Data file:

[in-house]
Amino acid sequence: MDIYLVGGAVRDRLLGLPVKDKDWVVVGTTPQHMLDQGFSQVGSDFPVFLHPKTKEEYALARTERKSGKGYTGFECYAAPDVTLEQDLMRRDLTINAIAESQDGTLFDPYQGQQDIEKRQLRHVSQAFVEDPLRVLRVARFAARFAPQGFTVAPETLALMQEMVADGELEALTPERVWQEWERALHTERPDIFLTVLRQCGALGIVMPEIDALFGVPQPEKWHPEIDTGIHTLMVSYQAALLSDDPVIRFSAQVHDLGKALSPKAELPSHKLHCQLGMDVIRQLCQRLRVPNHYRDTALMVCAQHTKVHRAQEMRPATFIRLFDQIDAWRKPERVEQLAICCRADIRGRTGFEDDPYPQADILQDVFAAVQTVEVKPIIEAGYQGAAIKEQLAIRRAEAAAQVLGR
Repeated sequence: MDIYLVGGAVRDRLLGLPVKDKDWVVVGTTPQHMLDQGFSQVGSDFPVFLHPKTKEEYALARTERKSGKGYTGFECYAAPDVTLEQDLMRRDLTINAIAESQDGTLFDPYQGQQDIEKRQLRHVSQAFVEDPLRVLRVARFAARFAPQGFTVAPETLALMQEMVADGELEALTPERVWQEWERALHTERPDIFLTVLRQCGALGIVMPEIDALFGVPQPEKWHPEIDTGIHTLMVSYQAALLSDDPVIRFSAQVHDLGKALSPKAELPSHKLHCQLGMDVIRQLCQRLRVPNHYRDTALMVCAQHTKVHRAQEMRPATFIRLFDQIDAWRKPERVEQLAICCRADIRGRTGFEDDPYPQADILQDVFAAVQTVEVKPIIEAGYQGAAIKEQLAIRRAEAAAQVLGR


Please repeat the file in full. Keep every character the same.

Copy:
[in-house]
Amino acid sequence: MDIYLVGGAVRDRLLGLPVKDKDWVVVGTTPQHMLDQGFSQVGSDFPVFLHPKTKEEYALARTERKSGKGYTGFECYAAPDVTLEQDLMRRDLTINAIAESQDGTLFDPYQGQQDIEKRQLRHVSQAFVEDPLRVLRVARFAARFAPQGFTVAPETLALMQEMVADGELEALTPERVWQEWERALHTERPDIFLTVLRQCGALGIVMPEIDALFGVPQPEKWHPEIDTGIHTLMVSYQAALLSDDPVIRFSAQVHDLGKALSPKAELPSHKLHCQLGMDVIRQLCQRLRVPNHYRDTALMVCAQHTKVHRAQEMRPATFIRLFDQIDAWRKPERVEQLAICCRADIRGRTGFEDDPYPQADILQDVFAAVQTVEVKPIIEAGYQGAAIKEQLAIRRAEAAAQVLGR
Repeated sequence: MDIYLVGGAVRDRLLGLPVKDKDWVVVGTTPQHMLDQGFSQVGSDFPVFLHPKTKEEYALARTERKSGKGYTGFECYAAPDVTLEQDLMRRDLTINAIAESQDGTLFDPYQGQQDIEKRQLRHVSQAFVEDPLRVLRVARFAARFAPQGFTVAPETLALMQEMVADGELEALTPERVWQEWERALHTERPDIFLTVLRQCGALGIVMPEIDALFGVPQPEKWHPEIDTGIHTLMVSYQAALLSDDPVIRFSAQVHDLGKALSPKAELPSHKLHCQLGMDVIRQLCQRLRVPNHYRDTALMVCAQHTKVHRAQEMRPATFIRLFDQIDAWRKPERVEQLAICCRADIRGRTGFEDDPYPQADILQDVFAAVQTVEVKPIIEAGYQGAAIKEQLAIRRAEAAAQVLGR